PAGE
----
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Great design is more than making something look beautiful. It also has to be intuitive and functional. If a website or app is beautiful but difficult to use, chances are users will never return.
Digital design has to serve the user and human-centered design has to solve the problems we face today and tomorrow. That’s why user experience (UX) and user interface (UI) design is at the heart of the future of design.
As the name implies, UX design is focused on creating a functional and attractive experience. The UX design process includes research, mock designs, and frameworks. The UX designer creates a functional framework based on their learnings and hands it off to the UI design.
The UI designer continues to refine the frameworks and prototypes to create a high fidelity deliverable that is then produced by a web or app developer.
When you consider the world today, you can see why UX designers and UI designers are so in demand. Gone are the days of poor user experience — now in order to survive a company has to have a great brand experience and solid user experience.
The future of design is ever-changing, with the focus on blending beautiful design with seamless user experience. As companies focus on serving the user, design will remain a priority.
We don’t expect this demand to go away any time soon. In fact, we expect it to grow and expand as new technologies emerge. Here are five UX/UI design trends for 2019 and the future of design.
1. UX/UI design will continue to focus on screens and displays
Desktop and mobile experiences are not going away
UX/UI design needs to create a seamless transition between the two
That’s according to Aaron Fazulak, the director of Design Education at Flatiron School. There’s an estimated 5 billion people with mobile phones in the world and approximately 2.85 billion smartphone users. Americans, on average, spend 22.5 hours a week online, according to statistics for 2018.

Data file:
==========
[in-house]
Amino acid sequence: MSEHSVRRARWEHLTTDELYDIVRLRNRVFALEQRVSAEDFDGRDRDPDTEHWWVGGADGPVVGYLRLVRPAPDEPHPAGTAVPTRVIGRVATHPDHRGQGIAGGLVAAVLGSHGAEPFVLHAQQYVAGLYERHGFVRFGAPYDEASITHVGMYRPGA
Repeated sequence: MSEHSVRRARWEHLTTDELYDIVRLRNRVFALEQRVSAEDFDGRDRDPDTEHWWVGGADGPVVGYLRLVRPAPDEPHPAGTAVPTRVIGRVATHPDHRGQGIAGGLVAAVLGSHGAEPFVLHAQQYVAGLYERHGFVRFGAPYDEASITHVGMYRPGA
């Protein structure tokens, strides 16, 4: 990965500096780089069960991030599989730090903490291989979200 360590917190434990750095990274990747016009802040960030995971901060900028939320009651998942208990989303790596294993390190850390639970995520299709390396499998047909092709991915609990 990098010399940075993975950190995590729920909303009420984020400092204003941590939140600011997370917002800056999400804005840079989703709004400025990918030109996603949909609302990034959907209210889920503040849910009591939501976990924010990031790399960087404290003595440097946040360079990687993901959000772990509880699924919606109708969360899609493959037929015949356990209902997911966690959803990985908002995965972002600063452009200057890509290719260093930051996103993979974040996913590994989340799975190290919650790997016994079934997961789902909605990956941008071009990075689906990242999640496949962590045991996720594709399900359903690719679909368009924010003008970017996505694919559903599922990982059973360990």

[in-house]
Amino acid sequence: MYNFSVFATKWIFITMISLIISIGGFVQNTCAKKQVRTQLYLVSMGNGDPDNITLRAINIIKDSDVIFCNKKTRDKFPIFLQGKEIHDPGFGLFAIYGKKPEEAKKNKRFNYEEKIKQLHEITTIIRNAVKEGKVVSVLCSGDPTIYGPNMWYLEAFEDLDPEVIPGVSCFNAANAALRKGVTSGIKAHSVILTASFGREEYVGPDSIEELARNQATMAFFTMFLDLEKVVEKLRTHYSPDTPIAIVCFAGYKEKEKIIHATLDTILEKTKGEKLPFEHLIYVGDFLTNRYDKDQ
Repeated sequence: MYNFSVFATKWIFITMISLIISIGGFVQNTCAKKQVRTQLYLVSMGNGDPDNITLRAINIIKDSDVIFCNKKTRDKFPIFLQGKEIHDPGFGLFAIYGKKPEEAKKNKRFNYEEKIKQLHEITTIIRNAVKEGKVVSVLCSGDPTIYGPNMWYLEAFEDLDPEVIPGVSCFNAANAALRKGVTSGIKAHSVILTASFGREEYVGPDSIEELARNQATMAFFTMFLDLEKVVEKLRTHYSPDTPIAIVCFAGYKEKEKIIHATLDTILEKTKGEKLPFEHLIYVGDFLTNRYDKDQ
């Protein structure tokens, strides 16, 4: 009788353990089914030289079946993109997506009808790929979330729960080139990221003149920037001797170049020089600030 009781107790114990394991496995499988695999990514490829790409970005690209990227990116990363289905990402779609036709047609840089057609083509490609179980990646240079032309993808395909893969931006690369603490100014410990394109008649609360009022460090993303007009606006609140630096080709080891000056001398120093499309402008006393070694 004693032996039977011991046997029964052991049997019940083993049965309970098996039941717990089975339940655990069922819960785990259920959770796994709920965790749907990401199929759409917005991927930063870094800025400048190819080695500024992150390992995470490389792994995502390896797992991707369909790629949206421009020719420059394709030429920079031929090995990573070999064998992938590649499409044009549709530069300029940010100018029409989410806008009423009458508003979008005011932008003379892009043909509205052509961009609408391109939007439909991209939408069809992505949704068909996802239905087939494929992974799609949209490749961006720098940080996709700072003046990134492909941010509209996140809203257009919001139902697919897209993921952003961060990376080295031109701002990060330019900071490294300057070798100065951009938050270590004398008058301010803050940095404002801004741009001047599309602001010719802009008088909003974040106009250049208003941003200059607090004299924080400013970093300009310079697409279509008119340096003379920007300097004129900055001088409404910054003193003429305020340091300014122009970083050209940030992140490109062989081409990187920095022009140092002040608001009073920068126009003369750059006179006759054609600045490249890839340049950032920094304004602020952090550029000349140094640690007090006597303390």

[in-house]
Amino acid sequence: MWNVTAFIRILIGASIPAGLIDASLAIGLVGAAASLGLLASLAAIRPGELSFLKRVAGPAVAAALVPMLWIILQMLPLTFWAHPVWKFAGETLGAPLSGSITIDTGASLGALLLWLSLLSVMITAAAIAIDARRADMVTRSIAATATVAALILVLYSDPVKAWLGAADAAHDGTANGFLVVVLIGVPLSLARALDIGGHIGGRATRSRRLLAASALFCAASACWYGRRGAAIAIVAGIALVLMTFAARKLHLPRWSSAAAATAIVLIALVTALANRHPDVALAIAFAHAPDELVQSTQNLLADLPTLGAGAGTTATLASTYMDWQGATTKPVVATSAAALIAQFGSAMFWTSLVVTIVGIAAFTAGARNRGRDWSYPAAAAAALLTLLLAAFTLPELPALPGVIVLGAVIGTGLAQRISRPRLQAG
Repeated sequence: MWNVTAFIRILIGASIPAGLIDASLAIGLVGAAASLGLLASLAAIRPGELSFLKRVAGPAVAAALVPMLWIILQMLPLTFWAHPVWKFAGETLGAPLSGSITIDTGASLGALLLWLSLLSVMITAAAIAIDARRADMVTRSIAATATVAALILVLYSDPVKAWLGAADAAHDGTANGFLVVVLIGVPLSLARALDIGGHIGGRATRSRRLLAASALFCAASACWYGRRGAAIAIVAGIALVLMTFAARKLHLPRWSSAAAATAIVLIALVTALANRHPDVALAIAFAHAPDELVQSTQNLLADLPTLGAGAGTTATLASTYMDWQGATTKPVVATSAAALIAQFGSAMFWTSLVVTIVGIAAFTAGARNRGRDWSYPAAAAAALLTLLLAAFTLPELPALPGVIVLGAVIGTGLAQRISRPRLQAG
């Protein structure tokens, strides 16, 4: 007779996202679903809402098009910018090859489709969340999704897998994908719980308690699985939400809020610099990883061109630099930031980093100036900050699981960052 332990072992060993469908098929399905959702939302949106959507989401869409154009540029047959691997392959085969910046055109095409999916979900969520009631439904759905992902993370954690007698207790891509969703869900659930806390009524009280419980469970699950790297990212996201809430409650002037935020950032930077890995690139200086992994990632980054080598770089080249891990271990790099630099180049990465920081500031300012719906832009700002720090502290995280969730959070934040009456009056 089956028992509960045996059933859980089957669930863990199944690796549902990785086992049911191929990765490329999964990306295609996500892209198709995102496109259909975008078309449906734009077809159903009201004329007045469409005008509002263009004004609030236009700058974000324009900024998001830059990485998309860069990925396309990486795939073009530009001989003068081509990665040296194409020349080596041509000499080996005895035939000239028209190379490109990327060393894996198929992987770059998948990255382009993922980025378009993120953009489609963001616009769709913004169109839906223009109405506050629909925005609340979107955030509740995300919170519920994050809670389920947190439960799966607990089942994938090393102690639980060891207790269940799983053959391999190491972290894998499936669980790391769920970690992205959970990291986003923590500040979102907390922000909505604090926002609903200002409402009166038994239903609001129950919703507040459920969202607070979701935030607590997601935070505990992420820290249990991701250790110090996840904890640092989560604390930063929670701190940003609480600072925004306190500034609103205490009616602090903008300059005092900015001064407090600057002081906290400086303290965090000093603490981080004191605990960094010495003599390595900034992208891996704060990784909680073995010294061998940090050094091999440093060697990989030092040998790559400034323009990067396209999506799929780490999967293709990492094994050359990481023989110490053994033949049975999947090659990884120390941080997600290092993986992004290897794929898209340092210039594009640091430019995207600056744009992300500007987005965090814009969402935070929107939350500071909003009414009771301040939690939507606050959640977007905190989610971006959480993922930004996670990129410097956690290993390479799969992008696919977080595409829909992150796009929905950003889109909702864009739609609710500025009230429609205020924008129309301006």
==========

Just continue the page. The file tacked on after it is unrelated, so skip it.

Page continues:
With just over 50% of web traffic coming from mobile, UX/UI designers need to focus on both web-based and mobile-based experiences. UX/UI designers will also need to create a seamless experience from the desktop to mobile, and vice versa.
“Being able to connect that entire experience is going to be a challenge for the designer in the coming few years,” says Aaron.
As we look ahead, new technologies will create more experiences for the user. We’re already seeing that with the growth of smart assistants.
2. UX/UI design is the key to a connected, multi-platform user experience
Voice assistants add another interface for users
Augmented reality apps require great UX/UI design
UX/UI design will continue to focus on screens and displays with a future focus on augmented reality (AR) and new technologies.
With Siri, Alexa, and Google Assistant, smart assistants have already found their way into our pockets and homes. Over 100 million Alexa devices were sold in 2018 and that’s not including the billions of smartphones with Google Assistant, Siri, or Bixby pre-installed.
Granted, not every iPhone owner is user is using Siri and the same goes for any Android owner with Google Assistant. But, there’s a lot of potential with voice assistants. We expect more integration, which means creating a unified user experience.